The other is to keep the people so drunk with rage and hate that they scarcely notice their own suffering. This also works for a while, because these emotions can be intoxicating, addictive liquors. But they are also poisonous, and people, at a visceral level, can tell the difference between poison and nourishing food. Hatred, rage, the gloat of triumph – why would anyone who has tasted love, joy, or real laughter choose to ingest any of those toxic substitutes? Tyranny can keep pouring these fiery liquors down people’s throats until they pass out. But then they will come to their senses and look back in horror at the consequences of their drunkenness. “War, torture, mass deportations, secret police, internment camps, gas chambers – how could we have allowed all this to happen? What on earth came over us?” Love, meanwhile, knew better than to let the stuff touch its lips in the first place.

3. Tyranny Defends Itself, Love Gives Itself

Gandhi’s disciples prepare to march on the Dharasana salt works, 1930

If Love and Tyranny saw a drowning child, then before Tyranny could say “How can we be sure that child won’t grow up to be an enemy?” Love would already be in the water.

It is not in the nature of Tyranny to put itself at risk for anyone or anything. It draws people to its side by throwing around words like “security” and “freedom”, and using them to mean “I will protect you from others” and “I will not ask you to give anything for others.” Love is not interested in these promises; its nature is to give itself for others, without even pausing first to ask whether those others are in any sense “safe”.

Since Tyranny is obsessed with protecting itself at all costs, it always overestimates the power of force and underestimates Love’s capacity for self-sacrifice. When the British met Gandhi’s march on the Dharasana salt works with violence, they naturally thought that once the blows started raining down, the demonstrators would either defend themselves or run away. Thus, they played right into Gandhi’s hands, never imagining that his disciples would be ready to risk serious harm, even death, just to show the world that their British overlords were not the enlightened, civilized gentlemen they claimed to be.

When Tyranny tries to overcome Love with force, Love wins, because it is prepared to take risks and make sacrifices of which Tyranny is incapable. Tyranny may have all the guns, but Love has all the courage.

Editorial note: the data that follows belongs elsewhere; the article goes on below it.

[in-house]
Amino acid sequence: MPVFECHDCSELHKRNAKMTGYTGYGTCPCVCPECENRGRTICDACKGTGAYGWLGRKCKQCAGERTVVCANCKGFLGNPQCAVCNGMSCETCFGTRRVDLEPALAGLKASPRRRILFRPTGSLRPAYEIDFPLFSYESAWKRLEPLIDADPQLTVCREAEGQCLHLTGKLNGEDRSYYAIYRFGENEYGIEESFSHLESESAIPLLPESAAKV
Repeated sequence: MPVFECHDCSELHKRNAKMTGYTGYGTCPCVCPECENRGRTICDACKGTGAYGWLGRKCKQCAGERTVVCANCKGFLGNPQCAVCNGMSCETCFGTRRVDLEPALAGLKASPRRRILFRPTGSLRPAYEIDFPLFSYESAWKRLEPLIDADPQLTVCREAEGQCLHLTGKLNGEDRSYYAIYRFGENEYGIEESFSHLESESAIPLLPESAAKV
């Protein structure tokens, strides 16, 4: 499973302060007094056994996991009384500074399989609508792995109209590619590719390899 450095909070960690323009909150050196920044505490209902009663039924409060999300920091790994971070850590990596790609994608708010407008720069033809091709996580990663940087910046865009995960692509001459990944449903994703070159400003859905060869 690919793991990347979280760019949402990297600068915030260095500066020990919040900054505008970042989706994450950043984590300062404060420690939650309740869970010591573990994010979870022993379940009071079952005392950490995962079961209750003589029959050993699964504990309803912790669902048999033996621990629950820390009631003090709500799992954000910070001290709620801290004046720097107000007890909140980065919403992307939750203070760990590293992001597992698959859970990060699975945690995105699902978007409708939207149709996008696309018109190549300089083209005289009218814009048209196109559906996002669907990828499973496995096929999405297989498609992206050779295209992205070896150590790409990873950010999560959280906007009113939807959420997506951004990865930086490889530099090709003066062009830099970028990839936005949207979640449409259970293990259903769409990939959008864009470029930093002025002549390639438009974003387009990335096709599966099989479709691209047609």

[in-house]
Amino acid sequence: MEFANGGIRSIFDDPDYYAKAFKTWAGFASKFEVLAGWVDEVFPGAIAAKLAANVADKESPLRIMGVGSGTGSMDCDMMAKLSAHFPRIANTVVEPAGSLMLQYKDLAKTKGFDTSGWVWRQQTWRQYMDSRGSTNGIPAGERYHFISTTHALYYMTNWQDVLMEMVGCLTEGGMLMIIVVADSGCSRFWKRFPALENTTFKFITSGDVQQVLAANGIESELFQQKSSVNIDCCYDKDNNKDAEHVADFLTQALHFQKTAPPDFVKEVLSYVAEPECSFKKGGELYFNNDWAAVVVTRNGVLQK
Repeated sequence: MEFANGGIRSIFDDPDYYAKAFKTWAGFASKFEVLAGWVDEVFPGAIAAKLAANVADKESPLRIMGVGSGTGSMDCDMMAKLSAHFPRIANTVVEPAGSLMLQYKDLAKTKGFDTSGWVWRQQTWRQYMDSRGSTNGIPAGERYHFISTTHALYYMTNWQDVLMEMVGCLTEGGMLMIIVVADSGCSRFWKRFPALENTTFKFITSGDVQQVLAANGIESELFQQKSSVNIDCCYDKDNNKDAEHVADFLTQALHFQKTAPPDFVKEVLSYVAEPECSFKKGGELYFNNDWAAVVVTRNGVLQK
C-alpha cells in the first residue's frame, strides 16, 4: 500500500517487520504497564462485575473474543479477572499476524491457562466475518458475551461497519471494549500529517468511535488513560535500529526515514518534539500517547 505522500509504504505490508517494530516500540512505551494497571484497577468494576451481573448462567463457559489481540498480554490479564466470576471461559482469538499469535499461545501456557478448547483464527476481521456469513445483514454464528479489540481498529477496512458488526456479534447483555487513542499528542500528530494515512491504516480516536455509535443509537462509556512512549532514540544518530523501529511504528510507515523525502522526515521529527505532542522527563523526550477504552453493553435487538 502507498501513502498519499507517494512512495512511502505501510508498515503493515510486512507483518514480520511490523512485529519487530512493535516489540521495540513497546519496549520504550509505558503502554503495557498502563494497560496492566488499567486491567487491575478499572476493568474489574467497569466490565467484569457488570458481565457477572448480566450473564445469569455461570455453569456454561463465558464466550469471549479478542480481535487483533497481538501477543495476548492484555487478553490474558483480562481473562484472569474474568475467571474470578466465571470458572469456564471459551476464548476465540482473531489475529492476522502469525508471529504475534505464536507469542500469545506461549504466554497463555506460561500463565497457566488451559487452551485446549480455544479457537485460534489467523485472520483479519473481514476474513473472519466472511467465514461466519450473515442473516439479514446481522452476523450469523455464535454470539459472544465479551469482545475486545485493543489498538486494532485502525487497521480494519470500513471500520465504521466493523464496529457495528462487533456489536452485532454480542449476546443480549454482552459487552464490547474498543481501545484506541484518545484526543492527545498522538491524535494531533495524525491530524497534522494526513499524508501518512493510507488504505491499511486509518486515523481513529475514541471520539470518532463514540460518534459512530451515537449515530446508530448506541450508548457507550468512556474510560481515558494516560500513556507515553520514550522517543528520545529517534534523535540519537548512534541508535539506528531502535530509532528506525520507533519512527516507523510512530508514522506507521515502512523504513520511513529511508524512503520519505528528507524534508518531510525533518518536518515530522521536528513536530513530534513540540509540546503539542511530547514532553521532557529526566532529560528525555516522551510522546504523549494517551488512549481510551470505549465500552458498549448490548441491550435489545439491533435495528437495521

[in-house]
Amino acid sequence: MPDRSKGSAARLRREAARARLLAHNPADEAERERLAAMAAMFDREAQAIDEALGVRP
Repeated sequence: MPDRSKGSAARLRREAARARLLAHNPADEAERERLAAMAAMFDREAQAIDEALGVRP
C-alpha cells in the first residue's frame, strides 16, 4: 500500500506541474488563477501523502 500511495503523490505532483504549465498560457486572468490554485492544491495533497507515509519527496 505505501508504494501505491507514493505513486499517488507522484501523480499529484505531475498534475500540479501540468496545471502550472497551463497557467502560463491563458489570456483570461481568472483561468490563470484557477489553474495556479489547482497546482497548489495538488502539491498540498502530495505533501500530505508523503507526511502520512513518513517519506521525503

4. Tyranny Depends on Silence and Lies, Love Speaks Truth

Tyranny depends on keeping opposing voices silent, and silence is the most fragile thing in the world – you have only to call its name and it disappears. For Tyranny to ensure that its own voice was the only one the people heard was always difficult, and is all but impossible now.

Even in the days when “media” meant only newspapers and radio, the Nazi propaganda machine was continually frustrated by underground presses serving fresh news from abroad to occupied populations starved for truth. Now, in the age of smart phones and social networks, any attempt to stifle the flow of information is futile. The best Tyranny can hope for is to sow confusion, dismissing its critics as “fake news” while spewing its own stream of “alternative facts”, in the hopes that eventually the people will no longer be able to distinguish truth from lies.

Unfortunately for Tyranny, the people have a simple litmus test: the voices that Tyranny tries hardest to shout down are the ones most likely to be speaking the truth. Love has no need to fear the truth, and no hesitation about speaking it loud and clear. And when Tyranny is so desperate to suppress the truth that it wreaks its ultimate and kills the one who speaks it, Love makes sure that the martyr’s voice, far from being silenced, is amplified until it can be heard around the world.

5. Tyranny Is Unnecessary, Love Is Essential

St. Valentine
St. Valentine, enemy of the state. Portrait by Jacopo Bassano, 16c

One final, indisputable truth is that without love, the human race would cease to exist. Without the love between man and woman, no children could be born. Without the love of family, they could not grow up. And without the love of friends, the world would scarcely be worth growing up in. Human beings can get along perfectly well without authoritarian rulers, but without love, they perish.

On Valentine’s Day, amid all the pink hearts and flowers and baby-faced Cupids, it is easy to forget that St. Valentine was executed as a dangerous political dissident. According to one story, the Roman emperor Claudius II (aka Claudius the Cruel) ordered Valentine beheaded for the subversive act of marrying young couples in defiance of executive orders. Frustrated at the trouble he was having in filling the ranks of the imperial army, due to a general preference among Roman youth for romantic conquests instead of the military kind, Claudius had called a halt to all weddings, in the belief that young men would be better fighters if they could be kept from being lovers.